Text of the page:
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Network World - Ignoring the crimson tracery of the Golden Gate Bridge soaring into a winter sky, Mickey Griffin and George Lowry peered instead at the screen of a notebook with an 802.11b wireless LAN card.
The California Governor's Office of Emergency Services employees, taking part in a trial of new wireless mesh technology, viewed live video of one of the bridge's abutments shot by a wireless IP camera mounted on a police patrol boat.
The image itself, in somewhat grainy quarter-VGA resolution, wasn't remarkable. What was impressive, though, is that the same image was seen at the same time by 30 other people who were stationed at various points on and around the bridge.
Using traditional wireline and wireless technology to achieve this in an emergency is impossible. End users would need to be mobile, yet installing the needed number of access points to blanket an area would be complicated and pricey, and most of all, time-consuming.
"The big strength of wireless mesh is the ability to put it up and tear it down very quickly," says Abner Germanow, program manager for enterprise networking at IDC.
The Golden Gate users had devices with off-the-shelf 802.11b WLAN cards from Proxim or 3e Technologies International and an early version of wireless mesh software from start-up PacketHop.
The PacketHop software creates a peer-to-peer mesh network: Each wireless client becomes a routing node that's aware of all its neighbors and can pass data and images among them. The range depends on what kind of 802.11 radio the client has, radio power levels and antenna design. In the Golden Gate test, the WLAN radios in the NICs ran at the highest power level allowed, 200 milliwatts (by comparison, Buffalo Technologies' 54M bits/sec 11g CardBus adapter runs at 37 milliwatts). PacketHop executives say the 11b client radios meshed with each other at ranges of 1,500-2,500 feet.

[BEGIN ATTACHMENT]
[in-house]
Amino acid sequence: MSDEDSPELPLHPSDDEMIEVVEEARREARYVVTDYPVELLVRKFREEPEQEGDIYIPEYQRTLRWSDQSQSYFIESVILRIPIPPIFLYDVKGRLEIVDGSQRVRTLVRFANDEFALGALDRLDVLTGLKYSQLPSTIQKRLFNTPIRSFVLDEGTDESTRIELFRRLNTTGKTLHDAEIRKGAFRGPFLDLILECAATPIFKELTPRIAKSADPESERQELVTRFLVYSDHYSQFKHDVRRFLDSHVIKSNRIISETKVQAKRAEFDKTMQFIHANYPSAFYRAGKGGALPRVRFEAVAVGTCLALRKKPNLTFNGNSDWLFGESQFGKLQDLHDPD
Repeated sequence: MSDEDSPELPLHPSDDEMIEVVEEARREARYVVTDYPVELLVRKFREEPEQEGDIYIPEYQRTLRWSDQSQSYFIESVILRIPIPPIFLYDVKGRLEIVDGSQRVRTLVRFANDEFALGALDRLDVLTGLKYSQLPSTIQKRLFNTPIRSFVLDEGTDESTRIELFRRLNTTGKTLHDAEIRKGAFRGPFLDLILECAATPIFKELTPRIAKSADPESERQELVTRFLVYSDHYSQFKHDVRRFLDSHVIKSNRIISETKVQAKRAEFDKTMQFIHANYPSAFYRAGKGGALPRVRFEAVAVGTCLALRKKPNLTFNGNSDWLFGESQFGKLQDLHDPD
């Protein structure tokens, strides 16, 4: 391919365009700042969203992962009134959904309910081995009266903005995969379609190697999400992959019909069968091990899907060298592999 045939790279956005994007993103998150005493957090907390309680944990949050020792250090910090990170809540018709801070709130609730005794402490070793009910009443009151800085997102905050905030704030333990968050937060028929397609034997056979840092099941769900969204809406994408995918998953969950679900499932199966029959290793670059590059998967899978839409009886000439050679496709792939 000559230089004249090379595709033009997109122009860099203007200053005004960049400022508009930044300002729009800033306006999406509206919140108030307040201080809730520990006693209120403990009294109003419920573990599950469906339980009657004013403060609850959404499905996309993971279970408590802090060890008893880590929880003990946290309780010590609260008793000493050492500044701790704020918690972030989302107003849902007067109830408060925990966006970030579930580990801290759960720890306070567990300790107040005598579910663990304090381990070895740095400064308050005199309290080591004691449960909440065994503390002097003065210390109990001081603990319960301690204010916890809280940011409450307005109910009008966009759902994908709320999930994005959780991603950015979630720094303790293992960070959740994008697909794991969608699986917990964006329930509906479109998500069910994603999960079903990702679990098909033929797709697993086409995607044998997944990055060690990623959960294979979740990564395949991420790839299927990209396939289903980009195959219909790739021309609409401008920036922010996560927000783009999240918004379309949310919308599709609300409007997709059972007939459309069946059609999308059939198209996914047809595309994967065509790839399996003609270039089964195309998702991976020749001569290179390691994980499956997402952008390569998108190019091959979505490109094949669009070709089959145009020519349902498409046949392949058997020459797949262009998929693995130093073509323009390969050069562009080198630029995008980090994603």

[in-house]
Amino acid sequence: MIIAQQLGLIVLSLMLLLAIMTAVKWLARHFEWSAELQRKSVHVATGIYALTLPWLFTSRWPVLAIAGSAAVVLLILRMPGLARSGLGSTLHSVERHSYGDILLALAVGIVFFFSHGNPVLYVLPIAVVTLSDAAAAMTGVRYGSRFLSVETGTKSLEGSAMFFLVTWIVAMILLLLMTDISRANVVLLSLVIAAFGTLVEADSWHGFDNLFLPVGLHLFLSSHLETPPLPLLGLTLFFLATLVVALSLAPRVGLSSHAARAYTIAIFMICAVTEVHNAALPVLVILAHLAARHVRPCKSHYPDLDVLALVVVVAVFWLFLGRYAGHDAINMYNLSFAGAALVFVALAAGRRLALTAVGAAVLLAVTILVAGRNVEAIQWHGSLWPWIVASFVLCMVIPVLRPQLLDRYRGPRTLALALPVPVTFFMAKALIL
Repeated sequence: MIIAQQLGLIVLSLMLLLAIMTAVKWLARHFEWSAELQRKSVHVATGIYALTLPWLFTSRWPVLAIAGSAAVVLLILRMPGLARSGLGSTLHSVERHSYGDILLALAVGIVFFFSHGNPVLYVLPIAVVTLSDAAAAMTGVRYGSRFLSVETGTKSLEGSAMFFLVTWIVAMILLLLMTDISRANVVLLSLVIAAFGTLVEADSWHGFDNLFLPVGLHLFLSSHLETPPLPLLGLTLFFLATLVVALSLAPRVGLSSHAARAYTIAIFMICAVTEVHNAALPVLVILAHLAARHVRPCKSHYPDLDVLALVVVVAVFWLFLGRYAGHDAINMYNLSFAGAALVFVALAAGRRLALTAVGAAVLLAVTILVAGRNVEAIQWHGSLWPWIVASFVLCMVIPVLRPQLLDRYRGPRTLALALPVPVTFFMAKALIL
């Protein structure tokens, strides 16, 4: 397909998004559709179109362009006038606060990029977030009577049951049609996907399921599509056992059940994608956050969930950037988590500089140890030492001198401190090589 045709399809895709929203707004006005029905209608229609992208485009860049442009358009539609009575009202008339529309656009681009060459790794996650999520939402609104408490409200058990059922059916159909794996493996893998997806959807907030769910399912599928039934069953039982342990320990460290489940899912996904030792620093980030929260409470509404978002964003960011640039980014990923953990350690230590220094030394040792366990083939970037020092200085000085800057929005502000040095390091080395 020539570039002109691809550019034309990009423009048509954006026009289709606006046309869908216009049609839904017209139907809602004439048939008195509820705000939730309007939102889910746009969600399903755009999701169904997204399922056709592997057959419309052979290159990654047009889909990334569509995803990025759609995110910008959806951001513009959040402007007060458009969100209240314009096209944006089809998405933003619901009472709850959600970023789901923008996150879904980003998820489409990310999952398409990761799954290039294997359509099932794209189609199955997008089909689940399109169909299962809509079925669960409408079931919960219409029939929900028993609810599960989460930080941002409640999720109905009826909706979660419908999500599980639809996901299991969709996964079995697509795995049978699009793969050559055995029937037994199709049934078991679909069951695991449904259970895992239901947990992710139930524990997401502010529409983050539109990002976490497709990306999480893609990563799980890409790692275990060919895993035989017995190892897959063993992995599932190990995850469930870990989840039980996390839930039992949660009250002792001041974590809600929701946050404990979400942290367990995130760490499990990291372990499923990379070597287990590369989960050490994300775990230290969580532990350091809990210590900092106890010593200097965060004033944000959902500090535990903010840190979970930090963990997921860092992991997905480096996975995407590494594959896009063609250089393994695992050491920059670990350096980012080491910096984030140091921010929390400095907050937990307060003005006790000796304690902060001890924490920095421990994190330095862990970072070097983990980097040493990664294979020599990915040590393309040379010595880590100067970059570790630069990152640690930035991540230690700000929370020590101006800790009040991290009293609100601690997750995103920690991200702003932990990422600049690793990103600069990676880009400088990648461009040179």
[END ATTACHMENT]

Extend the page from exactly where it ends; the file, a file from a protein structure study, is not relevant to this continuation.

PacketHop plans to release a product by year-end and has not set pricing.
Mesh nets use complex algorithms for automatic discovery, routing and fast handoffs. Nodes in a mesh find each other and can route around failures or congestion. Vendors say these multiple pathways boost the reliability and capacity of wireless networks. There is no single point of failure, as there is in traditional hub-and-spoke networks.
Mesh networks minimize the need to install Ethernet cable and electrical wiring, which are the most costly and time-consuming elements of WLAN deployments.
"Wireless mesh offers enterprises a way to get around the big paradox of WLANs, that is, they are wired [to the backbone]," says Sarah Kim, a wireless market analyst with The Yankee Group.
One obstacle is that the technology, which has been used in military nets, is new to the civilian market. PacketHop doesn't even have a commercial product yet.
There are also no industry standards. The IEEE 802.11 committee has just created a task group for forming a mesh network standard. A final standard probably is two to three years away.
IDC's Germanow cautions that one of the classic problems in a mesh network is the traffic that the networks' auto-discovery mechanism generates. "When you get into a large number of nodes, then the routing traffic volumes can take over with all the nodes saying 'Here I am,'" he says.